Mexico presidential race leaves voters dismayed

MEXICO CITY — Elections can be times of great promise and hope for the future. But as Mexican voters prepare to choose a new president in July, those sentiments are hard to come by.

In a country struggling with a vicious drug war and attempts to solidify democracy, many Mexicans are utterly disillusioned with the candidates and dismayed at the choices before them.

At the heart of the matter is a sense that the three main candidates offer no solutions, no real hope for change.

“With all the problems and demands facing Mexico, many people were hoping for a candidate who could make real change,” said pollster Jorge Buendia. “But now voters don’t have much expectation of that occurring. And so the electorate is a lot less excited.”


The election campaign officially began March 30, although it’s been clear for months who the candidates would be. Mexicans are being bombarded with TV spots and other propaganda for the candidates representing Mexico’s three largest and oldest political parties. (A fourth aspirant from a tiny party has also qualified for the July 1 ballot.)

More than 50,000 people have been killed in the 51/2 years since President Felipe Calderon took office and launched a military-led offensive against powerful drug cartels. The violence and soaring crime rates connected to the crackdown, including extortion and kidnapping, have terrified Mexicans.

The next government will have to decide whether to continue the increasingly unpopular, U.S.-backed drug war effort, or retreat.

Yet no candidate is emphasizing the need to fight the cartels, which has been the cornerstone of Calderon’s government. Instead, the main proposal is to reduce violence, but with few concrete steps offered on how to achieve that.

“For the first time in a quarter-century, the moral character of the election is being blurred by the mediocrity, or the cynicism, of the candidates,” said Mexican essayist Jorge Volpi. “Only a surprise can save us from this malaise.”

Under Mexican law, Calderon, of the conservative National Action Party (PAN), cannot run for reelection.

Leading the race by seemingly insurmountable margins is Enrique Peña Nieto, the long-groomed candidate of the Institutional Revolutionary Party (PRI). The PRI governed Mexico for most of the 20th century, dominating Mexican political life through a wily combination of co-option, corruption and intimidation until losing the presidency in 2000. It is now determined to make an emphatic comeback.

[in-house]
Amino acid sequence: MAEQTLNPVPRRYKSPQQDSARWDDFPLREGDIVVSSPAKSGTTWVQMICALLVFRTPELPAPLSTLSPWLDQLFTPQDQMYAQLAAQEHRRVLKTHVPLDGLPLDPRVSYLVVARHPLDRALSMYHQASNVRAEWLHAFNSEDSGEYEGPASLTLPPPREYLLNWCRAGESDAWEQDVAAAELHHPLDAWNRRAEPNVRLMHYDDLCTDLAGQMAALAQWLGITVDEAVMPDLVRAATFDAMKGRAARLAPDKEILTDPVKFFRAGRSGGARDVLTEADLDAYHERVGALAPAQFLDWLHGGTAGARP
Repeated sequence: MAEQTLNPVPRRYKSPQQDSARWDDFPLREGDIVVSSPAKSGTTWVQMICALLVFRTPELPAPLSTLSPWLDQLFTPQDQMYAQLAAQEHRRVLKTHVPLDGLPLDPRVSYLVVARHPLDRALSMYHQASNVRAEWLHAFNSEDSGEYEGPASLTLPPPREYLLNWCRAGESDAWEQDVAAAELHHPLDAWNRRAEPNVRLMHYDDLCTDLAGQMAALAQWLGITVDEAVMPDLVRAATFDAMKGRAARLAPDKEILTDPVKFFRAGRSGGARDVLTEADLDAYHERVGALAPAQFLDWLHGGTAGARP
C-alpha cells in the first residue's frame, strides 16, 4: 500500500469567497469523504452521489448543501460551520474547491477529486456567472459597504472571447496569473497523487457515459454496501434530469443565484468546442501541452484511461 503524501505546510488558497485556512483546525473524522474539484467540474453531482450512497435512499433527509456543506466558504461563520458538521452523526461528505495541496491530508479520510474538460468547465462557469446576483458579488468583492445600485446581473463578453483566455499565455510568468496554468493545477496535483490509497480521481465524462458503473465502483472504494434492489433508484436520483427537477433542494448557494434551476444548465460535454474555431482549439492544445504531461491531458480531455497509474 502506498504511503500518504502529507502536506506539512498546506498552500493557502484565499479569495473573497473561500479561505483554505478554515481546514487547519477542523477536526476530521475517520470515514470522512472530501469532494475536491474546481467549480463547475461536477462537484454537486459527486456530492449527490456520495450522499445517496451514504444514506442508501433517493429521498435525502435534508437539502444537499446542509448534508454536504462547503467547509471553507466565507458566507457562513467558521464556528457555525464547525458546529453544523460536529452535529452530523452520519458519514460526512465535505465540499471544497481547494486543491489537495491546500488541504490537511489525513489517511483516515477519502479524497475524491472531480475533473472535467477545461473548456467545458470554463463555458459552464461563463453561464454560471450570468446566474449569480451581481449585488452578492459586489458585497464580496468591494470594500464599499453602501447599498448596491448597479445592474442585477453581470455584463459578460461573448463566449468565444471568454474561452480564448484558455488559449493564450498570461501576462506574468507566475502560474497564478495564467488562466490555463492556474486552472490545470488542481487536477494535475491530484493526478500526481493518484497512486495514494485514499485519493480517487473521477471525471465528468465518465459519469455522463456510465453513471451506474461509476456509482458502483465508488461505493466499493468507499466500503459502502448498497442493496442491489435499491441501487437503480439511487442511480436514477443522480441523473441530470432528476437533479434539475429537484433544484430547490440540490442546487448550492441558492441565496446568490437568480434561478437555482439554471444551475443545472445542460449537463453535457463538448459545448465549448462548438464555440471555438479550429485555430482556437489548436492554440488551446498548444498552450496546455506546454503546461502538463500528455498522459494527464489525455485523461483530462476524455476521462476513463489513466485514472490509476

Peña Nieto and the PRI are capitalizing on Mexican fears and appealing to nostalgia for a past that these days seems simpler and safer. PRI officials deny critics’ charges that this would be a return to negotiating with drug cartels rather than confronting them.

Peña Nieto’s TV ads portray him almost as a sitting president, touring the country in beautiful locales, reassuring voters, “You know me.... We know how to lead.”

Yet for voters, there are nagging concerns about the PRI, including the question of whether the party has modernized and reformed and will continue Mexico’s slow process of building democratic institutions. Some fear it will return to its past habits of heavy-handed shenanigans aimed at maintaining power.

For decades, the PRI won every election (by official count, at least). Then, in 2000, voters turned out the party and brought in the PAN. In the last presidential election, in 2006, voters were on the brink of electing the country’s first leftist leader, who lost to another PAN candidate, Calderon, by less than 1 percentage point.

The PRI’s comeback owes much to a young electorate with little memory of the party’s past; a handsome, telegenic candidate; and a formidable political machinery that can court support through favor and gift.

Peña Nieto’s closest opponent is Josefina Vazquez Mota of the PAN. As the first female candidate for a major political party, she generated initial buzz and came within striking distance of Peña Nieto in some polls.

But the campaign has not gone well for Vazquez Mota. At her campaign-opening event, she arrived four hours late, leaving news cameras to shoot pictures of empty stadium seats when she finally spoke.

Last week, she suffered a dizzy spell during a meeting on crime and security. She blamed heat exhaustion and low blood pressure and took to a treadmill the next day for cameras to prove her fortitude, while the more nasty (and somewhat sexist) bloggers and tweeters wondered whether she was pregnant or bulimic.

Her greater difficulty, however, is attempting to distance herself from Calderon’s administration, one in which she held several Cabinet posts. “Josefina: Different” is her campaign slogan, but few voters see a real difference between her proposals and the policies enacted by Calderon.

The left, divided and poorly organized, put forward Andres Manuel Lopez Obrador, the veteran politician who nearly won the 2006 contest. This time around, he has recast himself as a more conservative contender in a bid for broader appeal. He has toned down his once-confrontational rhetoric, made nice with the gigantic television network that once campaigned against him and attended Mass with the pope.

Lopez Obrador has been rallying a bit from his last-place position in the polls but appears unlikely to expand his support beyond a core following. Many Mexicans frown on his refusal to accept defeat in 2006, which led to disruptive demonstrations that closed Mexico City’s principal Paseo de la Reforma and spawned havoc.

He denies that he has changed for political expediency. “The country needs reconciliation,” he told a radio interviewer. “The country is being destroyed. The situation is grave, grave, grave.”

Surveying this bleak political landscape, some experts predict a low turnout. And among young first-time voters, abstention could soar.

Said Mexican political analyst Denise Dresser: “We feel like political orphans.”